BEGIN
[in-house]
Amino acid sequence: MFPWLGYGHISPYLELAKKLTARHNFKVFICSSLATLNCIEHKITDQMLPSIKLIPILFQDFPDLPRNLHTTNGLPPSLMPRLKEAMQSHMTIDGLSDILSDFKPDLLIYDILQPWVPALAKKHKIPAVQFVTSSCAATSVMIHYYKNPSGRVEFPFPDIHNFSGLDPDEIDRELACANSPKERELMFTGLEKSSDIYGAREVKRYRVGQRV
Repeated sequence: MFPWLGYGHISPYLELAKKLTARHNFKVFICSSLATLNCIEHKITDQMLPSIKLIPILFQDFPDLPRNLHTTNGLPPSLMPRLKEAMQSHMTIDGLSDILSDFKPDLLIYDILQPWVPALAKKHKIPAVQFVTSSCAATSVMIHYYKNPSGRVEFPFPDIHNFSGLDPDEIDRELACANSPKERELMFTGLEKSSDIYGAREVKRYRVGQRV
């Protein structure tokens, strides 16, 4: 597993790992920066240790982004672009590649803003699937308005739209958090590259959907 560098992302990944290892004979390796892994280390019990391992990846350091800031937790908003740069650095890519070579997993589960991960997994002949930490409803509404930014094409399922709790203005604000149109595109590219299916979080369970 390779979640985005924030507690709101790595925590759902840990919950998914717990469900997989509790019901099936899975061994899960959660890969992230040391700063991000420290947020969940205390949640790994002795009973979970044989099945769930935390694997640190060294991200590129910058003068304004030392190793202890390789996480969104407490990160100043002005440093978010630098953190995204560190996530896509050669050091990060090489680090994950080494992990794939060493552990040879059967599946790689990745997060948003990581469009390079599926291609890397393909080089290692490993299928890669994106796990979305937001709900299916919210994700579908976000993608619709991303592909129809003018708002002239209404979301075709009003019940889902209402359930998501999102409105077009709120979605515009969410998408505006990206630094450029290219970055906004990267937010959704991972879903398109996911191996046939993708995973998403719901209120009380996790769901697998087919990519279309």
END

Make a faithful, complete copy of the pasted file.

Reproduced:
[in-house]
Amino acid sequence: MFPWLGYGHISPYLELAKKLTARHNFKVFICSSLATLNCIEHKITDQMLPSIKLIPILFQDFPDLPRNLHTTNGLPPSLMPRLKEAMQSHMTIDGLSDILSDFKPDLLIYDILQPWVPALAKKHKIPAVQFVTSSCAATSVMIHYYKNPSGRVEFPFPDIHNFSGLDPDEIDRELACANSPKERELMFTGLEKSSDIYGAREVKRYRVGQRV
Repeated sequence: MFPWLGYGHISPYLELAKKLTARHNFKVFICSSLATLNCIEHKITDQMLPSIKLIPILFQDFPDLPRNLHTTNGLPPSLMPRLKEAMQSHMTIDGLSDILSDFKPDLLIYDILQPWVPALAKKHKIPAVQFVTSSCAATSVMIHYYKNPSGRVEFPFPDIHNFSGLDPDEIDRELACANSPKERELMFTGLEKSSDIYGAREVKRYRVGQRV
């Protein structure tokens, strides 16, 4: 597993790992920066240790982004672009590649803003699937308005739209958090590259959907 560098992302990944290892004979390796892994280390019990391992990846350091800031937790908003740069650095890519070579997993589960991960997994002949930490409803509404930014094409399922709790203005604000149109595109590219299916979080369970 390779979640985005924030507690709101790595925590759902840990919950998914717990469900997989509790019901099936899975061994899960959660890969992230040391700063991000420290947020969940205390949640790994002795009973979970044989099945769930935390694997640190060294991200590129910058003068304004030392190793202890390789996480969104407490990160100043002005440093978010630098953190995204560190996530896509050669050091990060090489680090994950080494992990794939060493552990040879059967599946790689990745997060948003990581469009390079599926291609890397393909080089290692490993299928890669994106796990979305937001709900299916919210994700579908976000993608619709991303592909129809003018708002002239209404979301075709009003019940889902209402359930998501999102409105077009709120979605515009969410998408505006990206630094450029290219970055906004990267937010959704991972879903398109996911191996046939993708995973998403719901209120009380996790769901697998087919990519279309």